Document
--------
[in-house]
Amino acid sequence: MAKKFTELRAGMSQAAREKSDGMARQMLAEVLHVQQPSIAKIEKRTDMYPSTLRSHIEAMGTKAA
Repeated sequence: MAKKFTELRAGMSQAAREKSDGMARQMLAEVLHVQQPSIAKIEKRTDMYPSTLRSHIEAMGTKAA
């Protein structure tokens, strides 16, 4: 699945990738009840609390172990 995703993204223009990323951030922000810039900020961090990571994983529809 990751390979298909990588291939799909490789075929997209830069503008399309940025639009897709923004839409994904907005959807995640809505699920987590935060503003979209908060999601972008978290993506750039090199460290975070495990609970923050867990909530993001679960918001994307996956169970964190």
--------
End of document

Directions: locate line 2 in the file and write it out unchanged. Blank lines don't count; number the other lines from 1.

Amino acid sequence: MAKKFTELRAGMSQAAREKSDGMARQMLAEVLHVQQPSIAKIEKRTDMYPSTLRSHIEAMGTKAA